Republican presidential candidate Donald Trump denied on Friday that he ever used a false name to pose as a spokesman for himself -- something he had been widely known to do for years.
During a telephone interview on the "Today" show, Trump responded to a Washington Post report detailing Trump's attempts to call reporters using the false names John Barron or John Miller. The Post obtained a recording from one call with "Miller" that sounds an awful lot like Trump discussing his divorce with Marla Maples.
Trump denied it was him in the recording and called it a "scam."
"I don't know anything about it," he said. "You're telling me about it for the first time and it doesn't sound like my voice at all. I have many, many people that are trying to imitate my voice and you can imagine that and this sounds like one of these scams, one of the many scams. Doesn't sound like me."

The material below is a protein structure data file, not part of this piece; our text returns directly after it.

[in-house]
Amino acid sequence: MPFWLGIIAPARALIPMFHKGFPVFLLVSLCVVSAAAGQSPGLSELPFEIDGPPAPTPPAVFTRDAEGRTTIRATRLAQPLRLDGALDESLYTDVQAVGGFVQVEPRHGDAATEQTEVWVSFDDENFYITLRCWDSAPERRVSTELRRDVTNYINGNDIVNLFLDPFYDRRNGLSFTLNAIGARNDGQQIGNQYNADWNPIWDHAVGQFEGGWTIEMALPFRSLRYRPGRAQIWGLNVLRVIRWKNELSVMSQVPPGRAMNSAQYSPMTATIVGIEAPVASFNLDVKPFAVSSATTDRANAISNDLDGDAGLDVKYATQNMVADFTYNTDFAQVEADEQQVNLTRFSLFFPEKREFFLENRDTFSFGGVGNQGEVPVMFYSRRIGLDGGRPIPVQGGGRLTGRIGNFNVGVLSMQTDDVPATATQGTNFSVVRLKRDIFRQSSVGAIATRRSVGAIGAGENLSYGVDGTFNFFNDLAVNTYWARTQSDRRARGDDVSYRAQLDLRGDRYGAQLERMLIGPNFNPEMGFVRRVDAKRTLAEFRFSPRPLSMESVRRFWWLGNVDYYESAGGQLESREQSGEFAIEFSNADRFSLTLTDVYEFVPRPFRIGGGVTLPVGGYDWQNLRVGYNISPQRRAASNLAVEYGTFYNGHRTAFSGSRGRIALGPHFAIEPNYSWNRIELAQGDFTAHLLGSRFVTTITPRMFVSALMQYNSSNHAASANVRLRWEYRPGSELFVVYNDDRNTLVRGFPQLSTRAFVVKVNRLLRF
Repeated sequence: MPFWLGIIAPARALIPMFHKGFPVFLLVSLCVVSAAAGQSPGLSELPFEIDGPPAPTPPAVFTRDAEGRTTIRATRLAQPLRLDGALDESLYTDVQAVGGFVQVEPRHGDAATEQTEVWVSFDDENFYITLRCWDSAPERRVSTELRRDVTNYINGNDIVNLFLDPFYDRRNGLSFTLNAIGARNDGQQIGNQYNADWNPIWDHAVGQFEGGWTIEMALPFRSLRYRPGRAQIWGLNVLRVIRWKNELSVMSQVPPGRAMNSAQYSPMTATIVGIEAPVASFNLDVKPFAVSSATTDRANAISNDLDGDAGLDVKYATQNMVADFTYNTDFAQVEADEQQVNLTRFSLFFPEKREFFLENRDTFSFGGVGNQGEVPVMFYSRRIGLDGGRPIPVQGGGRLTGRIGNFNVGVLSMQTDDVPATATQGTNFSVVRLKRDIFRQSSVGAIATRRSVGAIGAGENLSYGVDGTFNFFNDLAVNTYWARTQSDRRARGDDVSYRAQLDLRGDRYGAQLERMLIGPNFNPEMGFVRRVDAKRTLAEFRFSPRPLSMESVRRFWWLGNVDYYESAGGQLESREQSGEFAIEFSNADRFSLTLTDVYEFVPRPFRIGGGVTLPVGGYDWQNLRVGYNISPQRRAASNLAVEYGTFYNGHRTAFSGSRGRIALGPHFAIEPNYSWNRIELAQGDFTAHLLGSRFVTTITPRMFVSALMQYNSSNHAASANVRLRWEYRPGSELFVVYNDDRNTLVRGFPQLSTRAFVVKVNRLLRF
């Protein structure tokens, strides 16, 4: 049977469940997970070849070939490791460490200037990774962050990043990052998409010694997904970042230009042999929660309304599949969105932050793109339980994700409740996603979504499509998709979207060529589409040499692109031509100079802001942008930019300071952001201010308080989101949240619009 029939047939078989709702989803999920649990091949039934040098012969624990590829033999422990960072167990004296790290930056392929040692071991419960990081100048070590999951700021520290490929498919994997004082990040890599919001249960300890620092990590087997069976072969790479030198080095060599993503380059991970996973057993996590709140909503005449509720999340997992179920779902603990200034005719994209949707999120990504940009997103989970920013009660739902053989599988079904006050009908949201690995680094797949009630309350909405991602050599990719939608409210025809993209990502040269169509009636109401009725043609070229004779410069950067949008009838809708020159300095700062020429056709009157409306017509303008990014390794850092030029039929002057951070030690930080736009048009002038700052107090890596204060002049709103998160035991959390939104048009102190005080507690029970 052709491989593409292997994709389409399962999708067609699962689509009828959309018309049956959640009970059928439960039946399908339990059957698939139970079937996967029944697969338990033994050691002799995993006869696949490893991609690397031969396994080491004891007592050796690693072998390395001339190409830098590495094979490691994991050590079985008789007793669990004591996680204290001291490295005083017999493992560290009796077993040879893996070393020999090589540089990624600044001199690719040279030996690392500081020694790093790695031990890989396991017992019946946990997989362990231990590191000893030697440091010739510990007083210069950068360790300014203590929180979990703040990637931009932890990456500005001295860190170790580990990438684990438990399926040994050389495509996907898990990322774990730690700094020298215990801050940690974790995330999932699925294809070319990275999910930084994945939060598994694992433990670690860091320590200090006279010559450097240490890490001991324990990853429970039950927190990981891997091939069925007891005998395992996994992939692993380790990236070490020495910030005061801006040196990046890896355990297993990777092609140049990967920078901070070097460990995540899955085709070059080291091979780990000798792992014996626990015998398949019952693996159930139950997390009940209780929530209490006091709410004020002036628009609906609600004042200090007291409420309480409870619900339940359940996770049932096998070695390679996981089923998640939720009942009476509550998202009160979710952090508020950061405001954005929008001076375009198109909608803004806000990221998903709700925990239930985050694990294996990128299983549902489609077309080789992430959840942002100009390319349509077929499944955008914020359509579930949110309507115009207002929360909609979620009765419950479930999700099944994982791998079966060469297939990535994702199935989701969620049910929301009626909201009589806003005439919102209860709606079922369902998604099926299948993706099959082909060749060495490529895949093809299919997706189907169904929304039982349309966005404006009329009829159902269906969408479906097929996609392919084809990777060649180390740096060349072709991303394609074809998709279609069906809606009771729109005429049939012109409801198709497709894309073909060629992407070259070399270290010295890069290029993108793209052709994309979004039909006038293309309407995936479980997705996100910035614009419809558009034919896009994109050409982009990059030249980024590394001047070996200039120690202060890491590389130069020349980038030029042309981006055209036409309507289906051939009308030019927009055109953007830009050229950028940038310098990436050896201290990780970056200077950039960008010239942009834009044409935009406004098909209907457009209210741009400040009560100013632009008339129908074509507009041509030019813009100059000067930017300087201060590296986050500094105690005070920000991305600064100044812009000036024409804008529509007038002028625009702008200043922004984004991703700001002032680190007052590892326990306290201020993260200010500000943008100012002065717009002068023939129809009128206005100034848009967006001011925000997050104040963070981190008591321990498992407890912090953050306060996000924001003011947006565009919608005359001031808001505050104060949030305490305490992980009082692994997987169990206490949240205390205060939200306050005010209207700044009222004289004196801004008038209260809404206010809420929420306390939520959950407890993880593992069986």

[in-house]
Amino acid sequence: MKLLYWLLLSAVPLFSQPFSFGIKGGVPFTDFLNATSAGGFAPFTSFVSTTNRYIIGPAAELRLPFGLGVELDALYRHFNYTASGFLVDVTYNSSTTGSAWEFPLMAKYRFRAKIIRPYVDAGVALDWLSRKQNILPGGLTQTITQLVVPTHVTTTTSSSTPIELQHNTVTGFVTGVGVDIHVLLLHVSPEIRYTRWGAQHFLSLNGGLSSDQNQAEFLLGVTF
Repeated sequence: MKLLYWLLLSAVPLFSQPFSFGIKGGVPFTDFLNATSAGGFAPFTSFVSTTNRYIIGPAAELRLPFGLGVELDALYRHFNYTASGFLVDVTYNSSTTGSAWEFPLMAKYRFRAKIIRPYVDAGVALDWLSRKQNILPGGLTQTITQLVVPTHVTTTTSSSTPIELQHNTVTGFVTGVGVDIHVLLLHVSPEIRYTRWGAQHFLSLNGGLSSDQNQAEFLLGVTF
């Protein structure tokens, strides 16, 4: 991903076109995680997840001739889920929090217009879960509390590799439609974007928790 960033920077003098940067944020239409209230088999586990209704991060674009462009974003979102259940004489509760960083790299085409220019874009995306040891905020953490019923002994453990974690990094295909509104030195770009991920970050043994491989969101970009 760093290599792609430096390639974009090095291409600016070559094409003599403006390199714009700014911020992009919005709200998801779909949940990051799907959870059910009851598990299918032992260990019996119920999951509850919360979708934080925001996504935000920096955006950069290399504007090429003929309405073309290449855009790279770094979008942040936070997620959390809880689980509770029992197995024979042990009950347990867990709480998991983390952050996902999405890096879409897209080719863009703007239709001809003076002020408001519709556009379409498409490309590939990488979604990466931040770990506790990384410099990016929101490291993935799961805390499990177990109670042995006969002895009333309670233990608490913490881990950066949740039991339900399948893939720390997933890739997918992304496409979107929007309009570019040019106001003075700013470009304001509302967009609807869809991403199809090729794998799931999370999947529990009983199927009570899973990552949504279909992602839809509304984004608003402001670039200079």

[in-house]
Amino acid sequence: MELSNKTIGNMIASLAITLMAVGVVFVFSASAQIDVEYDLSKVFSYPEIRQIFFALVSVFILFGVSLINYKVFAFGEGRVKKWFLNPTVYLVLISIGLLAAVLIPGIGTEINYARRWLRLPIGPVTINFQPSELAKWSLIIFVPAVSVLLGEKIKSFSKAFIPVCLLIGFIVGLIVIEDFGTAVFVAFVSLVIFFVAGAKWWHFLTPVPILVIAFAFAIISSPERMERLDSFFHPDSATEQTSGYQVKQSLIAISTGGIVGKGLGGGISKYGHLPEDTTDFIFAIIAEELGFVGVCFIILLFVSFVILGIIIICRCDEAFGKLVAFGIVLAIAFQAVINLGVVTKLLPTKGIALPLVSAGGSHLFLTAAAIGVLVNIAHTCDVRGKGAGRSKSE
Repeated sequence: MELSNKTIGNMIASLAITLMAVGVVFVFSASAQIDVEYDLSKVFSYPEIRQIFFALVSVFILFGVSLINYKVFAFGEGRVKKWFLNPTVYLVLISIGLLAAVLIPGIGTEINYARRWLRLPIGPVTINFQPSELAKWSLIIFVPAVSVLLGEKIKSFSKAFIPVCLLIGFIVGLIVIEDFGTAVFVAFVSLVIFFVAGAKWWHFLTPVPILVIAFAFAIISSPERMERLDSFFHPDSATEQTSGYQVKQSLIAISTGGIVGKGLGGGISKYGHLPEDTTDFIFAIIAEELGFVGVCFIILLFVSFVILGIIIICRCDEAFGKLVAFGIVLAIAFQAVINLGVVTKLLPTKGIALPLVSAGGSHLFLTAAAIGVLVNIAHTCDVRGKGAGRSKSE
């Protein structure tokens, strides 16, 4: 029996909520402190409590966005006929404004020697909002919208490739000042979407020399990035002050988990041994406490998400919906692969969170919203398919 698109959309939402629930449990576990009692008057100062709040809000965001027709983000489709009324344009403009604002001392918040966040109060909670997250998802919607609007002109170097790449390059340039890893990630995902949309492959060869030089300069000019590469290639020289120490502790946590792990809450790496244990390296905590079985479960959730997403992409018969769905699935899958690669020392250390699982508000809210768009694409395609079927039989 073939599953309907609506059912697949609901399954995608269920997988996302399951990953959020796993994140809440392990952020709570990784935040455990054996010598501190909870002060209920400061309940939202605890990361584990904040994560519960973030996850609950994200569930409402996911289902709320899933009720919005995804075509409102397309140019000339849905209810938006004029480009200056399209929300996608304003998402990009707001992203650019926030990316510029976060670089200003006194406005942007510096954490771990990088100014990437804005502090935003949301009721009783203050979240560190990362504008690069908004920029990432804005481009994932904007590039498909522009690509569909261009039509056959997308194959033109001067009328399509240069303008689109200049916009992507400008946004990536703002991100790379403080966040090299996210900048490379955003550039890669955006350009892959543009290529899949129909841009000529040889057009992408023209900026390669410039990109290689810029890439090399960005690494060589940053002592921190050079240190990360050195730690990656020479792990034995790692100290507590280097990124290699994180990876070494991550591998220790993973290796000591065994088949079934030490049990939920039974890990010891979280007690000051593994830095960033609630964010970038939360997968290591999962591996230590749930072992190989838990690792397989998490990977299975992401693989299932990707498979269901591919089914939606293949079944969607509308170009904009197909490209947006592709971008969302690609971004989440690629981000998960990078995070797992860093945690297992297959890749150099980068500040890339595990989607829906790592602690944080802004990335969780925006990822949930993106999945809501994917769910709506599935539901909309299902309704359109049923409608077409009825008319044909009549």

According to the Post, Sue Carswell, a reporter for People magazine, played a recording of "Miller" in 1991 to several different New York reporters who all said it was Trump. She also played it for Marla Maples, Trump's ex-wife, who confirmed it was Trump.
When host Savannah Guthrie pointed out that reporters claimed Trump routinely called him under the pseudonym, Trump denied the claim again, then pivoted, questioning why Guthrie was asking him about it.
"No, it was not me on the phone, it was not me on the phone. And it doesn't sound like me on the phone, I will tell you that, and it was not me on the phone. And when was this, 25 years ago?" Trump said. "Wow, you mean you're going so low as to talk about something that took place 25 years ago about whether or not I made a phone call. I guess you're saying under a presumed name."
Trump then asked to move on to a different topic.
The Post pointed out that Trump's alter-egos offered a way for the business mogul to generate positive coverage about his love life and business interests in the press without actually boasting of them himself.